Clear Negative Memories in 5 Simple Steps

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How to Use the Photo Center in Your Mind to Free Yourself of Negative Memories

January 16, 2018

By: Patrick K. Porter, PhD

A few years ago, my wife, Cynthia, lost her beloved sister, Christa, to lung cancer. Christa had battled the disease for over two years and Cynthia was at her side throughout the ordeal. During that time, Cynthia discovered a dark side to memories that she’d never experienced before; a side that’s ugly and painful and, to her, felt nearly impossible to forget. Cynthia described the experience like this:

 “After Christa died, my brain seemed to idle on the most awful moments of her battle. Images raged through my mind—Christa coughing uncontrollably, vomiting, or dropping to the floor like a rag doll, lumps of brown hair left on her pillow, bruised veins, a bulging tumor on her neck, her precious arm purple and bloated from a botched transfusion. I could no more stop these memories than I could stop a raging hurricane.”

Cynthia needed to work through her grief in her own way, so I did my best to be supportive and let her be. One day, after a particularly intense bout of tears, she came to me and took my hand. “This isn’t working for me,” she said. “I want to remember Christa’s beautiful face, her gentle nature, and the fun we had together, not the horrible months that took her away from me.”

“You can do that,” I said. “All it takes is for you to take control of the memories and store them the way you want instead of letting negative images run rampant in your mind.”

“I’m ready for that!” she replied.

I took Cynthia through the process I use in many of my visualizations to help people free their minds of the past memories that hold them back. I helped her store the awful negative images of her sister’s illness behind her, in black and white, with no sound or emotion. I then had her focus on the good times she’d had with her sister and remember them in color, with all the sights, sounds, smells, and tastes present. I had her place these good emotions into her future. Here is how Cynthia described it:

 “Once all the dark memories were behind me, I could open the floodgates to the happy memories of my life with Christa. Taking our sons trick-or-treating and then tucking them into Ninja Turtle sleeping bags. Hiking in the desert, chatting about nothing. Holding newborn kittens and laughing at the silly names we’d given them. Giggling ‘til our sides ached. Sitting side by side in the backyard watching an Arizona sunset. A warmth and peacefulness filled me for the first time in months.”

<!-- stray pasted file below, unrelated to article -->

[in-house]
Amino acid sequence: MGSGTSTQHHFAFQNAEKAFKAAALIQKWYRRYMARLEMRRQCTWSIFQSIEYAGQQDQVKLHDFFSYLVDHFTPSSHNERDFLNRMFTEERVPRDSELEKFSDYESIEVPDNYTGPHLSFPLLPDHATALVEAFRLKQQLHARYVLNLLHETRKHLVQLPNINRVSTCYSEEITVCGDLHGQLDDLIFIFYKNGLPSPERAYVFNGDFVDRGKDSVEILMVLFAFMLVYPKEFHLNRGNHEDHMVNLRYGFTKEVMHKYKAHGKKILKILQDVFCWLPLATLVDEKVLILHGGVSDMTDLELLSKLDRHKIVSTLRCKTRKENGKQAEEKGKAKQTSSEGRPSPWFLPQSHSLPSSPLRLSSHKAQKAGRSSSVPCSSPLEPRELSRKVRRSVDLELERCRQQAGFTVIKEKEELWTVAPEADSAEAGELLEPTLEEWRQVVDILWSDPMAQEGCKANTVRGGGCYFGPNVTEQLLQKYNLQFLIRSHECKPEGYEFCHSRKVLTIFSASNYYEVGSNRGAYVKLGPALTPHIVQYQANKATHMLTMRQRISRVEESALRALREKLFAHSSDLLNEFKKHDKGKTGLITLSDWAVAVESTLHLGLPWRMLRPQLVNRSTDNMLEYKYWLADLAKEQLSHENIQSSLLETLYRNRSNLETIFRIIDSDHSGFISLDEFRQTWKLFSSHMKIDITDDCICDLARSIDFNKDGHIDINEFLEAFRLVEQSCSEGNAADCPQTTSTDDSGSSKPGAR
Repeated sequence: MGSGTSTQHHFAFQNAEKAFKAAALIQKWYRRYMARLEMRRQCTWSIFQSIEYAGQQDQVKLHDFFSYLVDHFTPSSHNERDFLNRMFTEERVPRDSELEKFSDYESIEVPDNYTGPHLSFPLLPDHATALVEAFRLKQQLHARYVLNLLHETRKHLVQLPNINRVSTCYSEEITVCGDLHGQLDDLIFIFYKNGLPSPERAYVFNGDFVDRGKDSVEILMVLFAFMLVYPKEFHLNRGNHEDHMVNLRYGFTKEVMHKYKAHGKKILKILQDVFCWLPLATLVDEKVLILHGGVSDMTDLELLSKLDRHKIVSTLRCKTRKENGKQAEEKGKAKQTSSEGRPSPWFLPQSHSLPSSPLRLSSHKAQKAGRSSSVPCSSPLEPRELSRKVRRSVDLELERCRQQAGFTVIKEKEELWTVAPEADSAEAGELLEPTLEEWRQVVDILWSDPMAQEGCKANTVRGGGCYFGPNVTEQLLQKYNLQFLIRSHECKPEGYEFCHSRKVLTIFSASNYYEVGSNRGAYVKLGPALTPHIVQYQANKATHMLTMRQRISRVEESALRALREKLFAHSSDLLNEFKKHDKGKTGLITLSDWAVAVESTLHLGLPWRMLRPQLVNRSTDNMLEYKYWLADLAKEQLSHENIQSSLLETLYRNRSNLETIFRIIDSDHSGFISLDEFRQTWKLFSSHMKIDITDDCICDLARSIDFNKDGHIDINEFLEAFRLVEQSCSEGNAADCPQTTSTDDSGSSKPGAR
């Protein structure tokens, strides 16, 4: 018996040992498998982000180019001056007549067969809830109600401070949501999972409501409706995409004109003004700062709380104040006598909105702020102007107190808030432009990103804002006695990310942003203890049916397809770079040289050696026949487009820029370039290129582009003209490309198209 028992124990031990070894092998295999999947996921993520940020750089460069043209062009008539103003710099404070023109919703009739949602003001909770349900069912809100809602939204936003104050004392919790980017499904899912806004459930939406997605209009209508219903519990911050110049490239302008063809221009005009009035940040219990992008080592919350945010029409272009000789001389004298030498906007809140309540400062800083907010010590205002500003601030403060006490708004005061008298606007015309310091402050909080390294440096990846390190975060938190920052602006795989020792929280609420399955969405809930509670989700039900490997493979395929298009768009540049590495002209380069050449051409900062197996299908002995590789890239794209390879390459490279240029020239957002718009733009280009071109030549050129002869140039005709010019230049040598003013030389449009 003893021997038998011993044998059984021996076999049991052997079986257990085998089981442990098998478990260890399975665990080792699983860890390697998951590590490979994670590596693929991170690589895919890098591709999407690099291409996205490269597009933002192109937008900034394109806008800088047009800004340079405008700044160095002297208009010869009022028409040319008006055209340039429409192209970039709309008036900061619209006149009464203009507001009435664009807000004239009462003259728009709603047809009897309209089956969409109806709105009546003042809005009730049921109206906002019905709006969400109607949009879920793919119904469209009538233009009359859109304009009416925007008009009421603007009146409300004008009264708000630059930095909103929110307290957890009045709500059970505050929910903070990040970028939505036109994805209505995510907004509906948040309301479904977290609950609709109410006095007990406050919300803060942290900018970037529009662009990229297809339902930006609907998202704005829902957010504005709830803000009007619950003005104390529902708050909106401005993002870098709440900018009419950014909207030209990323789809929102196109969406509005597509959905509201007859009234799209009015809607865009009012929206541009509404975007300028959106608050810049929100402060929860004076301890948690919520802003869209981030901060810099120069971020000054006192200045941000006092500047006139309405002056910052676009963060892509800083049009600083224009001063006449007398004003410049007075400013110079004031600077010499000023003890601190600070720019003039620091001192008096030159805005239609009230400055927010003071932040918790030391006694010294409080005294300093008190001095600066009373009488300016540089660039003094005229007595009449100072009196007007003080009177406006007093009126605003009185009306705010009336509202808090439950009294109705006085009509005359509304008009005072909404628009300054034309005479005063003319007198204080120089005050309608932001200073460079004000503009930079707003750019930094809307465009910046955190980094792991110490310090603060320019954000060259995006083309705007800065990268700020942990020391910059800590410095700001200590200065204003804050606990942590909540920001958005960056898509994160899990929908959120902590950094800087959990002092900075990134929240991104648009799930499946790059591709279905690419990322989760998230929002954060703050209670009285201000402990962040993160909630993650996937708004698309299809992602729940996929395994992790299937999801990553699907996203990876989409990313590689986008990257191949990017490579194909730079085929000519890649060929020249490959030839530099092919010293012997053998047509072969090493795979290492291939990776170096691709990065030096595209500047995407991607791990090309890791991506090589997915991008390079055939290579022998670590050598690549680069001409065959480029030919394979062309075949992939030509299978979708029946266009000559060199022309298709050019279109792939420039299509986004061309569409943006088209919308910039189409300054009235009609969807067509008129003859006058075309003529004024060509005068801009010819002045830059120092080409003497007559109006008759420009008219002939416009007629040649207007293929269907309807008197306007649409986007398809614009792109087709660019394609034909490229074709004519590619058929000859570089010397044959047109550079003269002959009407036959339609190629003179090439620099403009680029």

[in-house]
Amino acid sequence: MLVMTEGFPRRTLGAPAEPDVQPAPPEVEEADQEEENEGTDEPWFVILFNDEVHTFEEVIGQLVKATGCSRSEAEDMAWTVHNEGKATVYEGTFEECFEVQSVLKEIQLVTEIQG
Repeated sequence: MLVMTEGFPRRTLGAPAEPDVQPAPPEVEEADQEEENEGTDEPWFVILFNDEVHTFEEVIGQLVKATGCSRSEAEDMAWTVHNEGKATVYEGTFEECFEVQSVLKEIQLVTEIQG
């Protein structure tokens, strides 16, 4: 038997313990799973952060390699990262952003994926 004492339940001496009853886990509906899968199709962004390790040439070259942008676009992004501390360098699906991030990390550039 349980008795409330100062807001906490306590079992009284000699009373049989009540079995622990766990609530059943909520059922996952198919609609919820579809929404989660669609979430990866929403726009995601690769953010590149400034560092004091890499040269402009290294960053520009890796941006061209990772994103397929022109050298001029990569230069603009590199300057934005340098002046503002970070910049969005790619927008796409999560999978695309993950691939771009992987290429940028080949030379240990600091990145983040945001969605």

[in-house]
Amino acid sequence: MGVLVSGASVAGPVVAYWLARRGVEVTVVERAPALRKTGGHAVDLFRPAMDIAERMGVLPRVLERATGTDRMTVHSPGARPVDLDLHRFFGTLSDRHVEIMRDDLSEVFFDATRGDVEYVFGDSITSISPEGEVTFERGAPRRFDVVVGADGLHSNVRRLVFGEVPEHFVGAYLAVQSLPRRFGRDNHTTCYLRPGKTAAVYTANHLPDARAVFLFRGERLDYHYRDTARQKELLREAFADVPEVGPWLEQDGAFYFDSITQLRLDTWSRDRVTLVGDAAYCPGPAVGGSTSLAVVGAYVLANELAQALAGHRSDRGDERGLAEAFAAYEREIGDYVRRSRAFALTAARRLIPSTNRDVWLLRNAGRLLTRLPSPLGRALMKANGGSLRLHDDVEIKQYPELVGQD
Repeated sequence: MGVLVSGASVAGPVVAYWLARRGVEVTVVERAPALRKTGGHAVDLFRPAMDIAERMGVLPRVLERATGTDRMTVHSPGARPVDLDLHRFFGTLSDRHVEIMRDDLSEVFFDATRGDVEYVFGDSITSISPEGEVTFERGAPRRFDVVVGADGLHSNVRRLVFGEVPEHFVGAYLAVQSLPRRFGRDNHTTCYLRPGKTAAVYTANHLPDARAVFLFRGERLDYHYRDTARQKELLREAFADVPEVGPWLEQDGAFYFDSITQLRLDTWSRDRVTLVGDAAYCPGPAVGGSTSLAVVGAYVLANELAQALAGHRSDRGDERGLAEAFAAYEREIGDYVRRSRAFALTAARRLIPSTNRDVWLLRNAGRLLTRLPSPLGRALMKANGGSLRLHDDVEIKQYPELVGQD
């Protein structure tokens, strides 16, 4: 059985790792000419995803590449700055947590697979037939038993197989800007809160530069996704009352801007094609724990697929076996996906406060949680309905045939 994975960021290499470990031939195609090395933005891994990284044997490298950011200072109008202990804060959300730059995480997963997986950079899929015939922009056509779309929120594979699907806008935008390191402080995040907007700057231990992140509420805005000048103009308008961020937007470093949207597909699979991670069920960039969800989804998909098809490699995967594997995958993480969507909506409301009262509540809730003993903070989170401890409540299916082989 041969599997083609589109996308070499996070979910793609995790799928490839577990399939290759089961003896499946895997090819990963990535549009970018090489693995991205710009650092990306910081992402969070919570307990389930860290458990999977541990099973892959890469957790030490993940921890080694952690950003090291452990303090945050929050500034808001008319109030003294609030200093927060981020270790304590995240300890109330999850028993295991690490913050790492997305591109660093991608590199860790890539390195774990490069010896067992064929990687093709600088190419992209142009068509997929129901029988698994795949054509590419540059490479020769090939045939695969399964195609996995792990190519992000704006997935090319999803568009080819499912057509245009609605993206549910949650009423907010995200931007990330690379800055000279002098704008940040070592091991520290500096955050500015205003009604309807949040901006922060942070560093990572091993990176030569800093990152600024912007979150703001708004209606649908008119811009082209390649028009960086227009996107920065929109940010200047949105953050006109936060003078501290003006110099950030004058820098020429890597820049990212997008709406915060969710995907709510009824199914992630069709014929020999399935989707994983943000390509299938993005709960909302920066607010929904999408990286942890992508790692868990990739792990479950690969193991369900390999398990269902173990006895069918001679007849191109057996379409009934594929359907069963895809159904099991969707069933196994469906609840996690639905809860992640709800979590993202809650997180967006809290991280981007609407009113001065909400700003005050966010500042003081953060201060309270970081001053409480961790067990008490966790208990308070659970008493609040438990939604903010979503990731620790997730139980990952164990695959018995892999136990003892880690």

How did Cynthia make such a dramatic transformation so quickly? By using the photo center of her mind, which works because our brains are hardwired with the ability to store everything we experience, but the filters through which we do it is up to us. Someone who is happy-go-lucky, for example, stores positive memories in color. They remember them with sound. They can even get into those experiences and relive them. This is called association.

This same happy-go-lucky person tends to store negative memories as vague and fuzzy. Like an old movie, they are outdated and black and white. They might even be still pictures. You have probably said to yourself, “That experience is behind me now.” This is a form of disassociation.

The reverse of the happy-go-lucky person is someone who has had a very traumatic experience and chooses to hold tightly to that memory. These people tend to continually replay the scene in their minds and store the negative events in color and with sound, which is what Cynthia was doing in the weeks following her sister’s death, and the result was sadness, depression, anxiety, and a feeling that she had lost the good memories of her sister.

To use the photo center in your mind, I’m going to ask you to think of a negative memory that you’d like to put behind you, then follow these steps:

Step 1: Place the image in a picture frame. Role play by reaching out with your hands as if you are holding an imaginary picture frame, but make sure the image black and white and there’s no sound. Push it straight out and away from you. Imagine an invisible force behind you pulling on the image, as if it’s tied to powerful rubber bands. Continue holding on, but know that this force is fueled by your burning desire to put the memory behind you.

Step 2: Feel the tension building. Once the pressure builds to a point you can’t hold it back, let your hands go and move them quickly past the side of your head. Some people find it helpful to make a “whoosh” sound at the same time they move their hands behind their head.

Step 3: Let the image go. Pretend that the image is moving so quickly and easily past you that the pictures, images, sounds, and feelings about the event travel so far behind you that they are gone from your awareness.

 Step 4: Notice a quiet calm. Soak up this peaceful feeling and dwell on the result.

Step 5: Project these positive feelings into the future. Imagine how your life has changed in the future because you chose to put that negative memory behind you.

I find the photo center in the mind technique so powerful, I use it in some form on dozens of my BrainTap visualization sessions, and especially in the PTSD series’ and 8 Steps to Coping with Grief.

Because life happens, and stressful, negative events will always occur, it’s important to maintenance your memories, and this is where BrainTap excels. As you relax and listen to the guided visualizations, you can be gently guided through these 5 steps, along with other powerful techniques, without having to actively participate consciously. BrainTapping is basically memory management done for you.

Source: BrainTap Technologies